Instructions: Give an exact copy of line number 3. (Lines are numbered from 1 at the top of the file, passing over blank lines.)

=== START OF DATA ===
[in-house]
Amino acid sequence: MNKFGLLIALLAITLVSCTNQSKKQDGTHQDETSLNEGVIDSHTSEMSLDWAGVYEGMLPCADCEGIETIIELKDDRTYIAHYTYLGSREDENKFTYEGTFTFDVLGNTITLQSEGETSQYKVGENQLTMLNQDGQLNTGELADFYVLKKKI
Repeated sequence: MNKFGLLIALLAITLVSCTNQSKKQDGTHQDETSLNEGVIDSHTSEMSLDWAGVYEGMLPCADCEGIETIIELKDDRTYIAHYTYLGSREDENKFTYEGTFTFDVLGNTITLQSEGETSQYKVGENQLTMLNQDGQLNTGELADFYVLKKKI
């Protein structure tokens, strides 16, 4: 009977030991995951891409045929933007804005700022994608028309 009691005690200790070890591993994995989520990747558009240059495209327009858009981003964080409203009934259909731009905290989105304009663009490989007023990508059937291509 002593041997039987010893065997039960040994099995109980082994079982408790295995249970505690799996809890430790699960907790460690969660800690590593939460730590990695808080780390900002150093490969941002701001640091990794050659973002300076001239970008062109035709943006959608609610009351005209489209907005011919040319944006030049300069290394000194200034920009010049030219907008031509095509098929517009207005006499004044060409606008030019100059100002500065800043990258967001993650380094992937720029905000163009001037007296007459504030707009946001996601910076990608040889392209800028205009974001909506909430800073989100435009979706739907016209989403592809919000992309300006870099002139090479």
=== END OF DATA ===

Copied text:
Repeated sequence: MNKFGLLIALLAITLVSCTNQSKKQDGTHQDETSLNEGVIDSHTSEMSLDWAGVYEGMLPCADCEGIETIIELKDDRTYIAHYTYLGSREDENKFTYEGTFTFDVLGNTITLQSEGETSQYKVGENQLTMLNQDGQLNTGELADFYVLKKKI